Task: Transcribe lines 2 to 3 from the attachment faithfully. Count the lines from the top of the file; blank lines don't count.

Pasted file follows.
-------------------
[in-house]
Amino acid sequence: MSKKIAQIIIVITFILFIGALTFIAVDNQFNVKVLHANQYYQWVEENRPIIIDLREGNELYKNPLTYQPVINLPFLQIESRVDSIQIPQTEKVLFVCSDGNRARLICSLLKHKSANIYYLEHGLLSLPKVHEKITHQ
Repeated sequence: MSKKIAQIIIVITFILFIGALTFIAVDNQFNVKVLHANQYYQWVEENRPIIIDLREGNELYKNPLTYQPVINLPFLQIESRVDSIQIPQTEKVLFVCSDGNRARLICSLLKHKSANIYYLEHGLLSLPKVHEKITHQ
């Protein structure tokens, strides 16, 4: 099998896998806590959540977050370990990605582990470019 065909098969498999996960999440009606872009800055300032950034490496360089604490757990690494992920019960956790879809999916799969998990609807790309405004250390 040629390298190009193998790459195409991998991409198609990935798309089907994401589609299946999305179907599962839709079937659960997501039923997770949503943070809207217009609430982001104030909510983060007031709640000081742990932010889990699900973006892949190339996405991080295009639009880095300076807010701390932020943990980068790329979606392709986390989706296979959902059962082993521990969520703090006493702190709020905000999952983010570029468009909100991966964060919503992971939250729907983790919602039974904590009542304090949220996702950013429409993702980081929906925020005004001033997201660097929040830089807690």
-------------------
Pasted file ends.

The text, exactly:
Amino acid sequence: MSKKIAQIIIVITFILFIGALTFIAVDNQFNVKVLHANQYYQWVEENRPIIIDLREGNELYKNPLTYQPVINLPFLQIESRVDSIQIPQTEKVLFVCSDGNRARLICSLLKHKSANIYYLEHGLLSLPKVHEKITHQ
Repeated sequence: MSKKIAQIIIVITFILFIGALTFIAVDNQFNVKVLHANQYYQWVEENRPIIIDLREGNELYKNPLTYQPVINLPFLQIESRVDSIQIPQTEKVLFVCSDGNRARLICSLLKHKSANIYYLEHGLLSLPKVHEKITHQ